Conrad Larson said he has never feared for his safety while riding Metro Transit buses, but he says a fatal shooting Thursday night on a C-Line bus in downtown Minneapolis is unsettling.
“I’m always concerned about things like that,” Larson, 69, said Friday while standing at the very transit station in downtown Minneapolis where gunfire broke out the night before.
Investigators spent most of Friday trying to piece together what led to the deadly shooting that happened about 9:30 p.m. Thursday, and to build a case against the 26-year-old man who allegedly fired the shots that left a 51-year-old man dead and another man critically injured.
Malcolm James Lessley was charged Friday with second-degree murder in the shooting that occurred near Parking Ramp A in the 100 block of N. 9th Street.
According to charges, police responded to a call of a person shot in the face on the C-Line bus. One victim was pronounced dead at the scene, while the other was taken to HCMC, where he remains in critical condition. Their identities have not been released.
Witness descriptions allowed officers to flood downtown and quickly arrest Lessley, who was still armed with a 9-millimeter handgun, just minutes after the shooting and a few blocks away at 7th Street and Nicollet Mall.
Lessley remained in the Hennepin County jail where he was being held in lieu of $2 million bail. He has previous convictions for aggravated robbery and theft, according to court records.
It remained unclear if the suspect and the victims knew each other or whether an argument preceded the shooting, Minneapolis police spokesman John Elder said.
“Knowing the relationship between the three will be crucial in determining the motive behind this,” Elder said, noting that police have “very good video” from cameras on the bus to rely on.
According to charges, surveillance video from the rear of the bus shows Lessley board and move toward the middle seating area. He and the victim appear to talk to each other before Lessley walks several seats closer, takes out the handgun and fatally shoots the victim in the face. Immediately afterward, he shoots the second victim in the head while he is standing next to a door.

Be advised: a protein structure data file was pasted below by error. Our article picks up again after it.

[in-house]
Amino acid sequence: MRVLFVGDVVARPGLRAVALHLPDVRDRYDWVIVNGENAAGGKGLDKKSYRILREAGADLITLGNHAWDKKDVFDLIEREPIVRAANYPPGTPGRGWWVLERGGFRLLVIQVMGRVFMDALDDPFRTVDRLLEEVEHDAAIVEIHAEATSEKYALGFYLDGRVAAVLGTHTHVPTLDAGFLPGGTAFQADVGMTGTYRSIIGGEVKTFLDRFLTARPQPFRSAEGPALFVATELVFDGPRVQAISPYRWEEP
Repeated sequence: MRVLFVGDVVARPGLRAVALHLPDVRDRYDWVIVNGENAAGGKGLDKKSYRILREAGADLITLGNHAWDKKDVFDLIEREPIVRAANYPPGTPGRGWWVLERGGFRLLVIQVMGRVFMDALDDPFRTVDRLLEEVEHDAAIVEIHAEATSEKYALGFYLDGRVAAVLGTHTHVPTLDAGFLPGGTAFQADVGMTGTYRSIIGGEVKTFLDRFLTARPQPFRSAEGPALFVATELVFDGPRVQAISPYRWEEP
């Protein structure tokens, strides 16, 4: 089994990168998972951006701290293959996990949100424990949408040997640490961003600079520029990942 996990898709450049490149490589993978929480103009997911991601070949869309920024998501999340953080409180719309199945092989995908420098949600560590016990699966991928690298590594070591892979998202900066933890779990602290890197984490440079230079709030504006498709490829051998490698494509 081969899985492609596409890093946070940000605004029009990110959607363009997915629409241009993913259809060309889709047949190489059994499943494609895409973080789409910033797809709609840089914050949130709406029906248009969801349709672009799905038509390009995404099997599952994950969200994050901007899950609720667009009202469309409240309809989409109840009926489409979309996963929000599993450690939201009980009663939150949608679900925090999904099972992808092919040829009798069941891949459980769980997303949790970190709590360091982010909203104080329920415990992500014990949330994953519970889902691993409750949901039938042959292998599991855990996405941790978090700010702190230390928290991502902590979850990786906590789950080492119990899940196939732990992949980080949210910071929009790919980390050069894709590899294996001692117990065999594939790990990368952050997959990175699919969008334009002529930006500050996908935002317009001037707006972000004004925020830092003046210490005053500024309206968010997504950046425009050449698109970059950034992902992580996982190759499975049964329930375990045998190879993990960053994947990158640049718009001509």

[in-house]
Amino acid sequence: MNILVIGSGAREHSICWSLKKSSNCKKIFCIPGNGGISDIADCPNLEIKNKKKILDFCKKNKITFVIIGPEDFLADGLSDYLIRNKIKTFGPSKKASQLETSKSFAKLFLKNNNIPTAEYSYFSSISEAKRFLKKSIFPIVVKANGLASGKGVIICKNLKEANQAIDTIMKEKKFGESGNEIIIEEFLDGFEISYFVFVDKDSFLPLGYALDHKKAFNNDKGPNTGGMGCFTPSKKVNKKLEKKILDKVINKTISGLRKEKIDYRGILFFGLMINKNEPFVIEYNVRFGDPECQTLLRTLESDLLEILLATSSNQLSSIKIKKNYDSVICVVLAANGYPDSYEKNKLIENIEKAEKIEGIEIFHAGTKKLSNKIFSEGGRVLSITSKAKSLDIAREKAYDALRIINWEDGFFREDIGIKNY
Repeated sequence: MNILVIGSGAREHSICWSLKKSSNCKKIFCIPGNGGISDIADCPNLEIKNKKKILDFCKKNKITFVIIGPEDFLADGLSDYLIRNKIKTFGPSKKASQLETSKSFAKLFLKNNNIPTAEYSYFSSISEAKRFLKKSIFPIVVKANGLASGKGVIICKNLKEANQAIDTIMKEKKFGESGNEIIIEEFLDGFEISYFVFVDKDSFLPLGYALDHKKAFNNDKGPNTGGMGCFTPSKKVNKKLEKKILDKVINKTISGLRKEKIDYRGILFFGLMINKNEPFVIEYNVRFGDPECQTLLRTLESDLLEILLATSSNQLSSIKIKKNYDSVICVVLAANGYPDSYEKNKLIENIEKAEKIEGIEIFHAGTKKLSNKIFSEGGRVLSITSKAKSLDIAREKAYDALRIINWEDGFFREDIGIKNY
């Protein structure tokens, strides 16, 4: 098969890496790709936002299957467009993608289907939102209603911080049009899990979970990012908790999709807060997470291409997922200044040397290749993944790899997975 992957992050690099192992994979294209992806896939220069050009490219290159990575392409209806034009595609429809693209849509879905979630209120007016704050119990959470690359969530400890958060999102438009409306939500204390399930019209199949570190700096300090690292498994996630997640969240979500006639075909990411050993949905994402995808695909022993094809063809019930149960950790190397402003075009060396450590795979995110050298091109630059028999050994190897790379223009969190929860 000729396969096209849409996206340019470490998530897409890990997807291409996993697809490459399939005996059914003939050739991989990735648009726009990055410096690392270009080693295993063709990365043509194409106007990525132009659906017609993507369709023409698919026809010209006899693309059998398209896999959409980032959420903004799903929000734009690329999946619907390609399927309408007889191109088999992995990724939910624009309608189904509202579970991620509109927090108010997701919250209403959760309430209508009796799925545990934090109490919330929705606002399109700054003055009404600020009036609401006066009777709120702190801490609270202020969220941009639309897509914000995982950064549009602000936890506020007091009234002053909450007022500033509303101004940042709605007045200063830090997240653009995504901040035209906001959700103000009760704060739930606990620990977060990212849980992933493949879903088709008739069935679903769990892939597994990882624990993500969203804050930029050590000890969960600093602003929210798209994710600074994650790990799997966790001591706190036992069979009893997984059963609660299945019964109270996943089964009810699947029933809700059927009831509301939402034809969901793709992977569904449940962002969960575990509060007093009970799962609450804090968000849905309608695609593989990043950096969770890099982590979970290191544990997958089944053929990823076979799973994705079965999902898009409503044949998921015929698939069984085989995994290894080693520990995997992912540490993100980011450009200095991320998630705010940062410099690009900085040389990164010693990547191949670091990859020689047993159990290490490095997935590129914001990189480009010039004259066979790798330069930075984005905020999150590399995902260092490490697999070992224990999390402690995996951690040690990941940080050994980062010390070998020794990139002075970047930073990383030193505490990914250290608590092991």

Metro Transit on Friday brought in counselors to talk with drivers and transit employees who needed help processing the traumatic events, said spokesman Howie Padilla.
Metro Transit Police Chief Eddie Frizell said in an interview Friday that he first wanted to express his condolences to the victims’ families and the passengers who witnessed the incident. Frizell said the Police Department is doing all it can to provide a safe transit system and that additional safety plans are expected to be released next week in partnership with the Metropolitan Council, which oversees Metro Transit.
This was believed to have been the first shooting aboard a Metro Transit bus in a decade, and the first on the new C-Line, a rapid bus that runs between Brooklyn Center and downtown Minneapolis.
Rape, robbery, aggravated assault and other serious crime on public transit — including buses and light-rail trains — increased by 35% in 2019 over the previous year, according to Metro Transit.
In November, a 75-year-old man was brutally beaten after asking a group of young men to lower their voices while on a Metro Transit bus. He died three days later.
Three juveniles were arrested and charged in connection with violent assaults in November and December on Twin Cities light-rail trains. In January, a man was fatally stabbed on the Blue Line in Bloomington.
Thursday’s fatal shooting came a day after light-rail operators told state lawmakers they often fear for their safety while on the job and asked for more protection.
Despite the recent spike in crime and high-profile events, Elder said the transit system, which provides as many as 250,000 rides a day, remains safe.
“We only hear about the bad things,” Elder said. “No one ever hears about the seven or eight times I ride it every week and there is never an issue. Same thing for the vast majority that go through.”
Larson, a two-time cancer survivor who depends on transit to get around, said he will continue to ride the bus.
“If it’s my time to go, it’s my time to go,” he said. “If God wants me gone, he will take me. I have a good protector.”